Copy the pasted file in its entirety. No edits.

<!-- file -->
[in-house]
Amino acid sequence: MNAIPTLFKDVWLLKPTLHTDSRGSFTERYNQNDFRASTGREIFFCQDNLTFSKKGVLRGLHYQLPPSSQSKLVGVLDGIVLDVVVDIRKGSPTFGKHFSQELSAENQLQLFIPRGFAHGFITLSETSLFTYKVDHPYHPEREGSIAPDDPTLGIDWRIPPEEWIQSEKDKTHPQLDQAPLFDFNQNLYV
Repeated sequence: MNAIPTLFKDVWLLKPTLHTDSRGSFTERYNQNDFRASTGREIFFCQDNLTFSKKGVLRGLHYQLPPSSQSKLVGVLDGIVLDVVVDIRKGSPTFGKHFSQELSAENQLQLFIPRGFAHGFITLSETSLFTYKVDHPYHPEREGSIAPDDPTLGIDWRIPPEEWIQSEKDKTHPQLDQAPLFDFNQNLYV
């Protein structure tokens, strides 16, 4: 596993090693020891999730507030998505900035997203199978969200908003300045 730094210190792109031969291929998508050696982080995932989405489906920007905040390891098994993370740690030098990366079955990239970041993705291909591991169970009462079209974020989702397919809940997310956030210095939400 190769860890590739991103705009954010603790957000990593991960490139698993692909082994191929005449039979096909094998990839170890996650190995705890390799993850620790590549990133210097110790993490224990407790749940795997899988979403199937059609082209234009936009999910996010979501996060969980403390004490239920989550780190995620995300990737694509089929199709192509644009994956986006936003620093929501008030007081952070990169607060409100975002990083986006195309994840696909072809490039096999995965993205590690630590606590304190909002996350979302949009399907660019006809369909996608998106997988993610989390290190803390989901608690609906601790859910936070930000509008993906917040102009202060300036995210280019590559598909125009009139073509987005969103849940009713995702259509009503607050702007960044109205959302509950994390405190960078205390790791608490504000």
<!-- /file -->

[in-house]
Amino acid sequence: MNAIPTLFKDVWLLKPTLHTDSRGSFTERYNQNDFRASTGREIFFCQDNLTFSKKGVLRGLHYQLPPSSQSKLVGVLDGIVLDVVVDIRKGSPTFGKHFSQELSAENQLQLFIPRGFAHGFITLSETSLFTYKVDHPYHPEREGSIAPDDPTLGIDWRIPPEEWIQSEKDKTHPQLDQAPLFDFNQNLYV
Repeated sequence: MNAIPTLFKDVWLLKPTLHTDSRGSFTERYNQNDFRASTGREIFFCQDNLTFSKKGVLRGLHYQLPPSSQSKLVGVLDGIVLDVVVDIRKGSPTFGKHFSQELSAENQLQLFIPRGFAHGFITLSETSLFTYKVDHPYHPEREGSIAPDDPTLGIDWRIPPEEWIQSEKDKTHPQLDQAPLFDFNQNLYV
């Protein structure tokens, strides 16, 4: 596993090693020891999730507030998505900035997203199978969200908003300045 730094210190792109031969291929998508050696982080995932989405489906920007905040390891098994993370740690030098990366079955990239970041993705291909591991169970009462079209974020989702397919809940997310956030210095939400 190769860890590739991103705009954010603790957000990593991960490139698993692909082994191929005449039979096909094998990839170890996650190995705890390799993850620790590549990133210097110790993490224990407790749940795997899988979403199937059609082209234009936009999910996010979501996060969980403390004490239920989550780190995620995300990737694509089929199709192509644009994956986006936003620093929501008030007081952070990169607060409100975002990083986006195309994840696909072809490039096999995965993205590690630590606590304190909002996350979302949009399907660019006809369909996608998106997988993610989390290190803390989901608690609906601790859910936070930000509008993906917040102009202060300036995210280019590559598909125009009139073509987005969103849940009713995702259509009503607050702007960044109205959302509950994390405190960078205390790791608490504000």